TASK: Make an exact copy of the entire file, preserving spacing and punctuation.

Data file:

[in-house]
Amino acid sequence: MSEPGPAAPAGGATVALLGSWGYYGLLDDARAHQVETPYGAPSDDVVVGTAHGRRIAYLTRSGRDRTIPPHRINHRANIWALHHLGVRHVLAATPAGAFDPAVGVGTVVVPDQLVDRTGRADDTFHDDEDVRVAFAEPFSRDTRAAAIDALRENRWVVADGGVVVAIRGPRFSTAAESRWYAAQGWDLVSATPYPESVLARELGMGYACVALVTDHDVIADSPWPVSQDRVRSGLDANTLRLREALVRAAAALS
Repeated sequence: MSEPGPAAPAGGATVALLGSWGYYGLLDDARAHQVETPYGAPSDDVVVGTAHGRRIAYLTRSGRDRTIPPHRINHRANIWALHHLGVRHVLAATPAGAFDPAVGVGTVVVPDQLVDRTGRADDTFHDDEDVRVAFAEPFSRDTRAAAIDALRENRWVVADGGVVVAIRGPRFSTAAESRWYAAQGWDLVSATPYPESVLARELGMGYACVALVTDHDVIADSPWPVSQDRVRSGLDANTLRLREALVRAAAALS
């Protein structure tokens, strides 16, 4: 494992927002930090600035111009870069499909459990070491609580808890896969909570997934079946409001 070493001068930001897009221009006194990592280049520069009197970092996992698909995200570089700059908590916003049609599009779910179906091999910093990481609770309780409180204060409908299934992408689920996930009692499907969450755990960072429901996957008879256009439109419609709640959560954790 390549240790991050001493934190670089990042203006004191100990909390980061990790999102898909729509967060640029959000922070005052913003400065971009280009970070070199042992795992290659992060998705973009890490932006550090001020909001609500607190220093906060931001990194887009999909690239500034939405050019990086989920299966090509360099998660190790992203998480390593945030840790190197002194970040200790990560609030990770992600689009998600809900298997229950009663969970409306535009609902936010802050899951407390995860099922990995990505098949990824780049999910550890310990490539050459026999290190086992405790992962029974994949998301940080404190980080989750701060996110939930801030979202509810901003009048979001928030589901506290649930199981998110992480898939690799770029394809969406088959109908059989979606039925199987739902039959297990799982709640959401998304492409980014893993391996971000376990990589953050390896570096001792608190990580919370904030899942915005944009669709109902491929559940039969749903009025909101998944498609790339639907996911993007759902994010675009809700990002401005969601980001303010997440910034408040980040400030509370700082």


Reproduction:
[in-house]
Amino acid sequence: MSEPGPAAPAGGATVALLGSWGYYGLLDDARAHQVETPYGAPSDDVVVGTAHGRRIAYLTRSGRDRTIPPHRINHRANIWALHHLGVRHVLAATPAGAFDPAVGVGTVVVPDQLVDRTGRADDTFHDDEDVRVAFAEPFSRDTRAAAIDALRENRWVVADGGVVVAIRGPRFSTAAESRWYAAQGWDLVSATPYPESVLARELGMGYACVALVTDHDVIADSPWPVSQDRVRSGLDANTLRLREALVRAAAALS
Repeated sequence: MSEPGPAAPAGGATVALLGSWGYYGLLDDARAHQVETPYGAPSDDVVVGTAHGRRIAYLTRSGRDRTIPPHRINHRANIWALHHLGVRHVLAATPAGAFDPAVGVGTVVVPDQLVDRTGRADDTFHDDEDVRVAFAEPFSRDTRAAAIDALRENRWVVADGGVVVAIRGPRFSTAAESRWYAAQGWDLVSATPYPESVLARELGMGYACVALVTDHDVIADSPWPVSQDRVRSGLDANTLRLREALVRAAAALS
């Protein structure tokens, strides 16, 4: 494992927002930090600035111009870069499909459990070491609580808890896969909570997934079946409001 070493001068930001897009221009006194990592280049520069009197970092996992698909995200570089700059908590916003049609599009779910179906091999910093990481609770309780409180204060409908299934992408689920996930009692499907969450755990960072429901996957008879256009439109419609709640959560954790 390549240790991050001493934190670089990042203006004191100990909390980061990790999102898909729509967060640029959000922070005052913003400065971009280009970070070199042992795992290659992060998705973009890490932006550090001020909001609500607190220093906060931001990194887009999909690239500034939405050019990086989920299966090509360099998660190790992203998480390593945030840790190197002194970040200790990560609030990770992600689009998600809900298997229950009663969970409306535009609902936010802050899951407390995860099922990995990505098949990824780049999910550890310990490539050459026999290190086992405790992962029974994949998301940080404190980080989750701060996110939930801030979202509810901003009048979001928030589901506290649930199981998110992480898939690799770029394809969406088959109908059989979606039925199987739902039959297990799982709640959401998304492409980014893993391996971000376990990589953050390896570096001792608190990580919370904030899942915005944009669709109902491929559940039969749903009025909101998944498609790339639907996911993007759902994010675009809700990002401005969601980001303010997440910034408040980040400030509370700082």